Imtiaz Dharker


All these poems are from 
‘Leaving fingerprints’ by Imtiaz Dharker
to be published by Bloodaxe Books UK autumn 2009

The missing piece

The whole world has shrunk into a puzzle. Someone is piecing it together. Someone else is looking over her shoulder, the maker in a breathing room. She is building the picture from the outside in. First the gilded border, then the story told in one more jigsawed piece, the intricate teeth fitted perfectly to reveal the glass, the carafe. Look now, here, the princess lost in music, the women playing a drum, a lute, eyes closed, bodies swaying. She lifts another piece and hesitates at a space where nothing fits. Over her hand another hand is joining in, a glove of sunshine from the other time. And there they are, for a moment, The one who made the puzzle, The one assembling it today, The ones who are being assembled, The instruments they are, the ones they play, all the hands poised above a hole in the world, joined in puzzlement.

Leaving fingerprints

I know this frosted landscape better than it knows itself, its layers a busy clock of history, still ticking. Under my feet I feel the trail of the slug, the snail, the earth’s deep squirm around an anklet or an amulet, a broken cup. Lost, the names of the ones whose fingers made and used and threw away these things, now dug in, clasped by roots, hugged to the earth’s chest, live. The worm’s heave and turn delivers messages up through folds of soil and mud, afterthoughts that grow to trees, trunks with arms, branches with fingers, twigs with nails, scratches on air, tear after tear on the white page. These names have given their artefacts away to be sparse as winter. Here I am, they say. Here and here for you to see, fingerprinted on the sky.

First gift

Don’t expect a silver spoon from me. I would give you this instead. A coral spoon from Turkey, fished out of the Marmara sea where mermaids dined off dolphins’ backs, flicking iridescent tails. A well-used wooden spoon from Russia, scarred by banging against a table, bean and barley flying past the infant’s crumpled face. A spoon discovered in Iceland, carved from horn and frozen in a spoke of frost, lost while the Queen of the Mountain tried to feed the Beast. A shell spoon from Macedonia, a dipper from Peru, a wooden ladle from Fiji made from the magic kava kava root to cause love in unexpected places. Each one fed another mouth and had good daily use. Of all the riches in the world I would give you only this, a simple way to know their lips, to feel the hands that touched the hand-me-down.


Bring me from New Guinea the branch of a tree, the coconut shell, the snail-silver clod. Bring me the root and the leaf and the pod to fashion a birth with the hand of the dead. I will work on the mask made of Malaga wood, flesh out its face with fibre and mud, ease through my hands its breath and it’s blood and its half-shaven skull to remember the dead. Draw over my head the Papuan lime. Plant in my eyes the blossoms of fire. Pull over my face the years of desire, the greed of the living to honour the dead. Let his soul pass out of quick clay and bone, give him safe passage, make way through the crowd with feasting and dancing and singing aloud. Let his face live on mine when I laugh for the dead.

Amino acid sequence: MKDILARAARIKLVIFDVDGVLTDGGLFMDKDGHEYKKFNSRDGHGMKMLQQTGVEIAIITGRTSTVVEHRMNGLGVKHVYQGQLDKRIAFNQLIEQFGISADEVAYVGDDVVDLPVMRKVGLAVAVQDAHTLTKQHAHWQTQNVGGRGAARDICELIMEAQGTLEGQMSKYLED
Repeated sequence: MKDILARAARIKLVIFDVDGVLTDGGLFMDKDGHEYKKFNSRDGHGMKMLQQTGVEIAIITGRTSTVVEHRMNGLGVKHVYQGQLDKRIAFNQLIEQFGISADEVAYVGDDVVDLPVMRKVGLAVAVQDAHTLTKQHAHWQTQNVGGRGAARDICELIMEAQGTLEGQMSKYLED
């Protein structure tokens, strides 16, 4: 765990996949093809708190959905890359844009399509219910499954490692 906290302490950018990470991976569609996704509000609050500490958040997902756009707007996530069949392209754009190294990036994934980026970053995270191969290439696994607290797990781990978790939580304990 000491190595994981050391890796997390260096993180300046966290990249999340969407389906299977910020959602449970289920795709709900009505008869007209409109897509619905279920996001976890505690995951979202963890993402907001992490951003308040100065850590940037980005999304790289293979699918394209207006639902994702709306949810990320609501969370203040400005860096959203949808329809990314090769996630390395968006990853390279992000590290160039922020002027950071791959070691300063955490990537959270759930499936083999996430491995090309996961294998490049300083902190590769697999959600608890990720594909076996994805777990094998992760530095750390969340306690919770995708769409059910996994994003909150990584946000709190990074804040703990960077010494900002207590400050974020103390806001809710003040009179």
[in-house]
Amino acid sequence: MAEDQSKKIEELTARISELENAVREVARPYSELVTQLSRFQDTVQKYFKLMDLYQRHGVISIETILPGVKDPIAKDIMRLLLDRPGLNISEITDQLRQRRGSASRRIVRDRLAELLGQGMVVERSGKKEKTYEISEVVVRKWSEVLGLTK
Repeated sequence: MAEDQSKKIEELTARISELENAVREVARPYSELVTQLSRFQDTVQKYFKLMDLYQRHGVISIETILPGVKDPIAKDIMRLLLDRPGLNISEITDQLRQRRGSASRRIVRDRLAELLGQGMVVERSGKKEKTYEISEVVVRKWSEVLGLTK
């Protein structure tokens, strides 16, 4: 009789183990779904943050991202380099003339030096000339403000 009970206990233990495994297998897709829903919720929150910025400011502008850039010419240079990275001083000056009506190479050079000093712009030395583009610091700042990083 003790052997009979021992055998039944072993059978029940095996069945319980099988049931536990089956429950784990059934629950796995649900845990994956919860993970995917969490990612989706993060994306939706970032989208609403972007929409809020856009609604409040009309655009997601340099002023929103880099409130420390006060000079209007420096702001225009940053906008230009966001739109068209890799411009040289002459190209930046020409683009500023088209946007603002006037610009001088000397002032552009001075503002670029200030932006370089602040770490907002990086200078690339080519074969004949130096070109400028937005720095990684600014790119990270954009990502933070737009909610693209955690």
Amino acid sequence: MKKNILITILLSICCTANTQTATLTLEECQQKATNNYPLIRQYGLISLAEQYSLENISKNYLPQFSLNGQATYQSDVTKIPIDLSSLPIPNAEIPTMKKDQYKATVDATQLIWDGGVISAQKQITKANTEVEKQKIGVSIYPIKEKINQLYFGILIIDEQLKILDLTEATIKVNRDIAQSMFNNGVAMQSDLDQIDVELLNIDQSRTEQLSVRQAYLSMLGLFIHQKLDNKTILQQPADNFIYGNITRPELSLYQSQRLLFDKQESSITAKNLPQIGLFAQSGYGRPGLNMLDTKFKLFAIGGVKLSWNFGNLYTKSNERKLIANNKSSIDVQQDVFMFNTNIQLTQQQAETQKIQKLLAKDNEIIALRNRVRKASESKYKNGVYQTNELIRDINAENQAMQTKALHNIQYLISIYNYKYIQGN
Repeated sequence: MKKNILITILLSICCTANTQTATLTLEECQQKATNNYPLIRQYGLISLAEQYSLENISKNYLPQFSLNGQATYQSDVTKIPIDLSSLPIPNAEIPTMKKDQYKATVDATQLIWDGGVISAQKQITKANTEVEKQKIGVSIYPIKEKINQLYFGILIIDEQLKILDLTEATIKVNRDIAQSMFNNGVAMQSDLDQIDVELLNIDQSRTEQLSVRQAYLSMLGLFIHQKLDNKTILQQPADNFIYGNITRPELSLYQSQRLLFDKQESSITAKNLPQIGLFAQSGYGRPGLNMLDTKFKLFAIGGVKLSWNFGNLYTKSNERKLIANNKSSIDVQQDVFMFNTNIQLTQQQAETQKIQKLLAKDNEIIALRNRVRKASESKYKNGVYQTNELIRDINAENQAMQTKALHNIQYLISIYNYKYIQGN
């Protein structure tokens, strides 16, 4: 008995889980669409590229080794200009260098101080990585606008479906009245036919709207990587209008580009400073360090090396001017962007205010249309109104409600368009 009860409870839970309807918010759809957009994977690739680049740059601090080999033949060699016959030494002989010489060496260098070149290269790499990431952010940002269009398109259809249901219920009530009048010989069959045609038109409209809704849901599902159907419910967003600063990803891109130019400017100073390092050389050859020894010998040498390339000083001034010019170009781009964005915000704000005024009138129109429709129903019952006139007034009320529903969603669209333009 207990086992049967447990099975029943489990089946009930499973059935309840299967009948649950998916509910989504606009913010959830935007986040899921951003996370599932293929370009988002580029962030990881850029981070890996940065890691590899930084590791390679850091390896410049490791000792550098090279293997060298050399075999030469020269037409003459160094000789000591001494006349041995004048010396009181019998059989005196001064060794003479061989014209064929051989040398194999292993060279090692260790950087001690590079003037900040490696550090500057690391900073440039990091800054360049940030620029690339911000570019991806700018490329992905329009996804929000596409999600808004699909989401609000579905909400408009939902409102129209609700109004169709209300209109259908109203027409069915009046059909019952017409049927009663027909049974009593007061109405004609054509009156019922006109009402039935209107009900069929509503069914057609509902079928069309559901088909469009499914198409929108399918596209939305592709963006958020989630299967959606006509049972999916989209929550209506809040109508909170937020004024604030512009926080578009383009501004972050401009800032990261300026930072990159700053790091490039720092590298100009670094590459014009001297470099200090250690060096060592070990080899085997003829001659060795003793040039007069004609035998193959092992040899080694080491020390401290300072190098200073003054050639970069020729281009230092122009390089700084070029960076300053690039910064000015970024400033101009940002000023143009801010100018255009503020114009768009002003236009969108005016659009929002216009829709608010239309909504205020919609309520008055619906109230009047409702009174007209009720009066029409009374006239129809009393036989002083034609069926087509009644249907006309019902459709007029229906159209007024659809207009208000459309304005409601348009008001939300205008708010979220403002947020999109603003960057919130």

Landscape with poppies

The sound was the best part, bubbling through the pipes, the way breath and water mix to make happiness. The old women collected round the narghile, cackling, puffing at the reed, till the smoke patted them on the head. The haze above them could belong to poets, but their verses were the names of neighbours, someone’s daughter, the cadence of a joke that made the other women laugh and slap a thigh or clap a hand across a malicious mouth. Sometimes when they were gone I would put my mouth to the pipe and imagine being old and chortling as they did, wickedly. But the chillum is standing in the cupboard now dusty with disuse, as if in disgrace. I asked my grandmother the other day, ‘Shall I get out the narghile? Should I clean the pipes?’ But she shook her head. ‘The times have changed,’ she said.


I am lying on my back in this wide field, the earth a drum under my heels, My horizon is poppies lit up by the sun. These flowers are wrinkling tissue, fragile skin on stalks. I am waiting for the red to drop across my mouth and eyes. I am waiting for the surprise of sky when petals fall and pods turn dry, when the wind comes up and rocks my cradle of stems. Then the seeds will jump and rattle inside their hardened box, ready. Ready or not, here I come.